Another highlight of the second week of my placement was getting to visit the Eton Myers Collection of Egyptology and work with some of the collection items.
The objects in the collection were collected by Major William Joseph Myers (1858-1899) in Egypt. Myers started collecting in the 1880s, quickly amassing a collection of many wonderful and treasured objects. When he passed away in 1899, he bequeathed the collection, his diaries and libraries to Eton College, where he had studied. The collection has been loaned to the University of Birmingham for the purpose of further research into the context and cultural significance of the objects.
I attended a public tour and a talk about the current exhibition delivered by the current curator of the collection, Stephanie Boonstra. Stephanie discussed the history of the collection and the context in which these objects were collected in the late 19th Century. We learnt about the iconic Egyptian blue faience in the collection. The technique used to manufacture these faience objects was to mix crushed quartz or sand with small amounts of calcite lime and alkalis into a paste and form it into the desired shape. Faience is considered to be more similar to glass than to ceramics, as it contains no clay and uses the same main components as are used in glass manufacture. The brilliant blue luster of the glazed outer surface is caused by copper pigments in the soda lime silica glaze. There are a number of varying techniques of application of the glaze, including efflorescence glazing, cementation glazing and vapor glazing. Experts are able to closely examine the glaze on the objects and this can help to determine the manufacturing processes.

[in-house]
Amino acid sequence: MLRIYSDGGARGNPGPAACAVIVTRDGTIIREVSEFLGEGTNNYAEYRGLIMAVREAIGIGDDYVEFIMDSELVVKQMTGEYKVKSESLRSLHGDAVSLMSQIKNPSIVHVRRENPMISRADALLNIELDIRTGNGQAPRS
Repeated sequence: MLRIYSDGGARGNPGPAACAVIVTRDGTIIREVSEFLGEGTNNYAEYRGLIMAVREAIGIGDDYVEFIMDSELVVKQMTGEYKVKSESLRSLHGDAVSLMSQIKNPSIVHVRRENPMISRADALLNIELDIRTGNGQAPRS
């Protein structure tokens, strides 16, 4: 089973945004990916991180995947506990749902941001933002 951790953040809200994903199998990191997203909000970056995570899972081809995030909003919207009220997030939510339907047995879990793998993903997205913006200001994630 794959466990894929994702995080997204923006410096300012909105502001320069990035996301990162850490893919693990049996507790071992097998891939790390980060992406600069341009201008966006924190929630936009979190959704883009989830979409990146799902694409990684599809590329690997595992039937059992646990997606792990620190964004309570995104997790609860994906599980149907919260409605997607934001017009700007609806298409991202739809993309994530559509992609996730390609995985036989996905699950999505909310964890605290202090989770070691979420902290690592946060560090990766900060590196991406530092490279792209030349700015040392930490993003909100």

In the afternoon, I was fortunate to be able to work with the objects. I feel so honoured to have been able to handle these highly significant objects, some of which were approximately 3500 years old. I measured the objects using a ruler and electronic calipers so that the collection catalogues could be updated with these details.
I am very thankful for the opportunity to learn more about and work with these fascinating objects. I would like to thank Stephanie Boonstra for welcoming me into the Eton Myers Egyptology Collection and for sharing her vast knowledge about the collection with me.